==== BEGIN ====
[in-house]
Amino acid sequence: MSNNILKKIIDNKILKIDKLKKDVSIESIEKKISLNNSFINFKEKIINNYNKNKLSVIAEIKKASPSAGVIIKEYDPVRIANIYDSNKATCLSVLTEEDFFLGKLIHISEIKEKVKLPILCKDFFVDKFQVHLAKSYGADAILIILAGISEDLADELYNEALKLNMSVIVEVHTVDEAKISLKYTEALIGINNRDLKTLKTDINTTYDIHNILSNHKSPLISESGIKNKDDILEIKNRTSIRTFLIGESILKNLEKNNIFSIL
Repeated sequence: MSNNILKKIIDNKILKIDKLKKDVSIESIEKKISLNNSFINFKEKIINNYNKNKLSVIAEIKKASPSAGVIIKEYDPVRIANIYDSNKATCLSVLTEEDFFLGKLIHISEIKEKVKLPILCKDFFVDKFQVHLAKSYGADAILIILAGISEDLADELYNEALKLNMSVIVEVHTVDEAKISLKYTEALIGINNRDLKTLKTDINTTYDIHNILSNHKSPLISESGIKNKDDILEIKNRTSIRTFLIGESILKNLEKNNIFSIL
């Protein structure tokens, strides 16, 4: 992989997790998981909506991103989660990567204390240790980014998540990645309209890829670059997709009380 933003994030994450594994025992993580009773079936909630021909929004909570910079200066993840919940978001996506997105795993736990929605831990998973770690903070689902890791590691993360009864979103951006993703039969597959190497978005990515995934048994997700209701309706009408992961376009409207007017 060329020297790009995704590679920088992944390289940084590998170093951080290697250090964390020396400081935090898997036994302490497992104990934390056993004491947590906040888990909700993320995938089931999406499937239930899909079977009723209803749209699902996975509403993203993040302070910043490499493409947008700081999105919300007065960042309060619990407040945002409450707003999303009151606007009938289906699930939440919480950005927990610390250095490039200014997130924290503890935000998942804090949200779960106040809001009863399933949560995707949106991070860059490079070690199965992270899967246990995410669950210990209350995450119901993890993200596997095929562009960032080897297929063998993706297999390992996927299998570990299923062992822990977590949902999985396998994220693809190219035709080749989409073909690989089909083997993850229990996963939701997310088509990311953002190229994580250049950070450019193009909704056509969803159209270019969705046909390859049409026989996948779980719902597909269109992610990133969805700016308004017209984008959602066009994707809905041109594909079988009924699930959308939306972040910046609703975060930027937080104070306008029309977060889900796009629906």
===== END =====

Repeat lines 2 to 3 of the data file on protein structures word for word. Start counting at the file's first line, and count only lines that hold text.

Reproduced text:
Amino acid sequence: MSNNILKKIIDNKILKIDKLKKDVSIESIEKKISLNNSFINFKEKIINNYNKNKLSVIAEIKKASPSAGVIIKEYDPVRIANIYDSNKATCLSVLTEEDFFLGKLIHISEIKEKVKLPILCKDFFVDKFQVHLAKSYGADAILIILAGISEDLADELYNEALKLNMSVIVEVHTVDEAKISLKYTEALIGINNRDLKTLKTDINTTYDIHNILSNHKSPLISESGIKNKDDILEIKNRTSIRTFLIGESILKNLEKNNIFSIL
Repeated sequence: MSNNILKKIIDNKILKIDKLKKDVSIESIEKKISLNNSFINFKEKIINNYNKNKLSVIAEIKKASPSAGVIIKEYDPVRIANIYDSNKATCLSVLTEEDFFLGKLIHISEIKEKVKLPILCKDFFVDKFQVHLAKSYGADAILIILAGISEDLADELYNEALKLNMSVIVEVHTVDEAKISLKYTEALIGINNRDLKTLKTDINTTYDIHNILSNHKSPLISESGIKNKDDILEIKNRTSIRTFLIGESILKNLEKNNIFSIL